longjmp()?

because they do not do what exceptions do.

Aha. Now you may be beginning to see why exceptions (as built into
the language) are off-topic on c.l.c. Hint: try c.l.c++, which
handles a language with such a feature.

It is not off topic. It is about exceptions in C.
There are no such things as 'exceptions' in C. Thus off-topic.
See section 7.6.2 for the meaning of 'exception' in C.

... further annoying comments designed to start fights snipped ..

--
Chuck F (cbfalconer at maineline dot net)
<http://cbfalconer.home.att.net>
Try the download section.

--
Posted via a free Usenet account from http://www.teranews.com

Dec 8 '07 #22
op****@gmail.com wrote:
>
On 7 Gru, 01:58, Tor Rustad <tor_rus...@hotmail.comwrote:
>It's not ISO C, but Microsoft specific C, see their MSDN doc.

So if I want to use exceptions catching in dev-cpp in C code then what
should I do?
If you are writing new code, it's better to avoid it and use standard C
methods for error handling.

If you are trying to compile some existing source, you could look into
an existing C library for ideas, see for example David R. Hanson CII
library, which came with his book "C Interfaces and Implementations".

My guess, is that it wouldn't be hard to rewrite the code.

--
Tor <bw****@wvtqvm.vw | tr i-za-h a-z>
Dec 9 '07 #23
jacob navia <ja***@nospam.comwrites:
[...]
The subject of the group is C. Nowhere in the charter was mentioned
that it was just ISO C.
[...]

This newsgroup has no charter.

I know you've been told that a number of times. Apparently you just
haven't been told *enough* times. Let me know how many times you need
to be told that this newsgroup has no charter before you believe it,
and I'll be glad to send you an e-mail message that repeats the
statement "comp.lang.c has no charter" that many itmes.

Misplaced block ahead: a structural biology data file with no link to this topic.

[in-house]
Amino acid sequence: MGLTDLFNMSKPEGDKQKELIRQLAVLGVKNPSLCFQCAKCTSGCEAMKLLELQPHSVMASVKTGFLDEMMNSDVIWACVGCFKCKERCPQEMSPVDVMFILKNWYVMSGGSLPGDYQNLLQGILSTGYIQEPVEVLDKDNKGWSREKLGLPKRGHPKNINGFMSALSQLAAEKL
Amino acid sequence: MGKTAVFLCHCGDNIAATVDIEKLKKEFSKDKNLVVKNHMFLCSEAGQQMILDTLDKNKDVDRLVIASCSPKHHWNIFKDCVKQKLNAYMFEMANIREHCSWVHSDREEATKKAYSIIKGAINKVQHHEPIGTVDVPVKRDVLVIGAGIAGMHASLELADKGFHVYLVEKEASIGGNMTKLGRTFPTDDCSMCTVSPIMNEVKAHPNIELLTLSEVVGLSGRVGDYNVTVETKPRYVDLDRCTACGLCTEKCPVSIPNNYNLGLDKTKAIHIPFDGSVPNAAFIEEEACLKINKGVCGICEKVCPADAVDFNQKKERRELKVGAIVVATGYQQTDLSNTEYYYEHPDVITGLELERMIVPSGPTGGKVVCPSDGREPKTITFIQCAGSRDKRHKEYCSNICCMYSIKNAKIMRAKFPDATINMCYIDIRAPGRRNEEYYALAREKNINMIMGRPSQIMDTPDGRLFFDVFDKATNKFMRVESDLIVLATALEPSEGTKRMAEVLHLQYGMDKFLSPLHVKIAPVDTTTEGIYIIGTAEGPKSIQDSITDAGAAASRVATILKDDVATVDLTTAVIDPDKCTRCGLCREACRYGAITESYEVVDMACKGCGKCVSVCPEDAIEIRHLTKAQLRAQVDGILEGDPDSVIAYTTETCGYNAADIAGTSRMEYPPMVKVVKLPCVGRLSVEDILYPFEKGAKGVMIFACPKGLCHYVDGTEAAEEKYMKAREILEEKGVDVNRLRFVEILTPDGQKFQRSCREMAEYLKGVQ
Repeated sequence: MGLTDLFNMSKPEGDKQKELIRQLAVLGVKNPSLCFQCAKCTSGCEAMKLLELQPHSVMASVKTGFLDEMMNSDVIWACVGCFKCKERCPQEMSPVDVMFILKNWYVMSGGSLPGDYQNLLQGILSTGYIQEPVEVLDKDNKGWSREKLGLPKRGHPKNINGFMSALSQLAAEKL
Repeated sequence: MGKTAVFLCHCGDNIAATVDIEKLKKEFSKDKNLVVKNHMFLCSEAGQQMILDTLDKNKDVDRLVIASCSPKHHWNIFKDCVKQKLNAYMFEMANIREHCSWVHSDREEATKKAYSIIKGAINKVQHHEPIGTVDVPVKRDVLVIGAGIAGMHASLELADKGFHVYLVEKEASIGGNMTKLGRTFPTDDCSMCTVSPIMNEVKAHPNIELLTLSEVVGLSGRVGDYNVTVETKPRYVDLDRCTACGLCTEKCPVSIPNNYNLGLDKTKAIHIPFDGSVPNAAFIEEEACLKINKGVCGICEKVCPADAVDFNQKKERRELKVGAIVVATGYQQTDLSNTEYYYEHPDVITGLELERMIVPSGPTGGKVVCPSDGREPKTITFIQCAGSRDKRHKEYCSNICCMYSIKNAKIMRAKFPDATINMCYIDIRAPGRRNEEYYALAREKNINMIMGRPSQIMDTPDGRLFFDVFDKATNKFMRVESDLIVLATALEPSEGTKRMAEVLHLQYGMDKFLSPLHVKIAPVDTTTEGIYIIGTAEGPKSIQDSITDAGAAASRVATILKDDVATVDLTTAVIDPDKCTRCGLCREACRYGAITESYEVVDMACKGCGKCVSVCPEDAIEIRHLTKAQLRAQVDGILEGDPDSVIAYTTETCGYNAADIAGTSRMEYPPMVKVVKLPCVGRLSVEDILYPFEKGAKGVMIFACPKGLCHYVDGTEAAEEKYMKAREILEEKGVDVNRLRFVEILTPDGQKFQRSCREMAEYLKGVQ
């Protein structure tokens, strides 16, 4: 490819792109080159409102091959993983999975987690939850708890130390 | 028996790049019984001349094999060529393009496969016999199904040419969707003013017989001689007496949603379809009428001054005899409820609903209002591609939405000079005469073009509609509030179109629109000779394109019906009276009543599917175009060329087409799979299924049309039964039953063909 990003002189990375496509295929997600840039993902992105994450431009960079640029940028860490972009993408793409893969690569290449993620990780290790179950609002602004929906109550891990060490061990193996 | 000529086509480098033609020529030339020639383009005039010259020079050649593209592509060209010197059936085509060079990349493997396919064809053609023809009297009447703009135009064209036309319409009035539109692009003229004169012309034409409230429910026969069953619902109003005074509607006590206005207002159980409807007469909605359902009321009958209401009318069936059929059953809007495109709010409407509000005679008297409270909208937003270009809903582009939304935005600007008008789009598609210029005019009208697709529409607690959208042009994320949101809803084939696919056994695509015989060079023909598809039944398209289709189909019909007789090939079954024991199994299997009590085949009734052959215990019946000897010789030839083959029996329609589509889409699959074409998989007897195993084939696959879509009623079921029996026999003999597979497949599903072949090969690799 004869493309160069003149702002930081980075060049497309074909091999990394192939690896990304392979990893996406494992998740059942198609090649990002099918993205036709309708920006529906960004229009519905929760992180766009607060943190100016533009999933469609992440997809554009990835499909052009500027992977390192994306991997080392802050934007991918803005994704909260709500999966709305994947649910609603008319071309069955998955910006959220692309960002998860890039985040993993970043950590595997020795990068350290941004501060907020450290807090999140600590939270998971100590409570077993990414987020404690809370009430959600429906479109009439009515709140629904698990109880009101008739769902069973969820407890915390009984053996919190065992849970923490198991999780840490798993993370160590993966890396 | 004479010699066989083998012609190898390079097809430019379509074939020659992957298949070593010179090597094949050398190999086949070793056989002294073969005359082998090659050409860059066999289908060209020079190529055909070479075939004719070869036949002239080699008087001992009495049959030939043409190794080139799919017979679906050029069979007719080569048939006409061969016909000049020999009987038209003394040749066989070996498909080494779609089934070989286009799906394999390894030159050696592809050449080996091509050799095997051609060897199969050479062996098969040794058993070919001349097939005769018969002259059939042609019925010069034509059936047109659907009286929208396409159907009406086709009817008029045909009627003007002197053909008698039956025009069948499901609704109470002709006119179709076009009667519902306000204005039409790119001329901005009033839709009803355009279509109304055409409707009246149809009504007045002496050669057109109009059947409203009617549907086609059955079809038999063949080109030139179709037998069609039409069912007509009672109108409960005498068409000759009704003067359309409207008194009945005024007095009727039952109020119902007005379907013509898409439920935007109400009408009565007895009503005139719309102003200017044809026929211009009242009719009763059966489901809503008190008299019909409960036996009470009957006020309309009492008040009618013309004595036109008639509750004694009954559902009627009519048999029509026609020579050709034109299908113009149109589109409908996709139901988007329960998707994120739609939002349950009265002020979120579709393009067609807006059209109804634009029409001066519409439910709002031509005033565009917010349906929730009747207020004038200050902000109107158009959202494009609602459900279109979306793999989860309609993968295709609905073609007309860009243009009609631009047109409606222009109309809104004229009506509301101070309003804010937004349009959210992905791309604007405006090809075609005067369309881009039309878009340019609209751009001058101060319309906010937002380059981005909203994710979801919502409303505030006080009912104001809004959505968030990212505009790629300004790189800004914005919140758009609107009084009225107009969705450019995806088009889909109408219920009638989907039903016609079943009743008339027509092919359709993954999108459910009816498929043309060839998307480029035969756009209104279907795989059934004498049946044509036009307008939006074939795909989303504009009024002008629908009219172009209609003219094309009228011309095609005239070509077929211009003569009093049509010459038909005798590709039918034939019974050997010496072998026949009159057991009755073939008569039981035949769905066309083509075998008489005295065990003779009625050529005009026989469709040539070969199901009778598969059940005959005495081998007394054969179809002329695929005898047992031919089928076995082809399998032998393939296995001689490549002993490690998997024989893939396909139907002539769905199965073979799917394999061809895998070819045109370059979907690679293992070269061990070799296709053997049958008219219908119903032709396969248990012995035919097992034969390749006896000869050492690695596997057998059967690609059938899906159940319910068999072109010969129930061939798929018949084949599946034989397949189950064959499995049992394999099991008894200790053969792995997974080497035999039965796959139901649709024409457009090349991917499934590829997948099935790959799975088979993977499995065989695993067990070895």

--
Keith Thompson (The_Other_Keith) <ks***@mib.org>
Looking for software development work in the San Diego area.
"We must do something. This is something. Therefore, we must do this."
-- Antony Jay and Jonathan Lynn, "Yes Minister"
Dec 9 '07 #24
Keith Thompson wrote:
jacob navia <ja***@nospam.comwrites:
[...]
>The subject of the group is C. Nowhere in the charter was mentioned
that it was just ISO C.
[...]

This newsgroup has no charter.

I know you've been told that a number of times. Apparently you just
haven't been told *enough* times. Let me know how many times you need
to be told that this newsgroup has no charter before you believe it,
and I'll be glad to send you an e-mail message that repeats the
statement "comp.lang.c has no charter" that many itmes.
Newsgroups : net.news.group, net.lang.c
From : eagle!jerry
Date : Fri Oct 22 01:28:04 1982
Local : Ven 22 oct 1982 01:28
Subject : C language newsgroup started

My suggestion for a "C" newsgroup met with support and no
opposition so net.lang.c (note lower case) has been created.

It's purpose is to carry on discussion of C programming and
the C programming language. Appropriate topics are

Queries on how to write something in C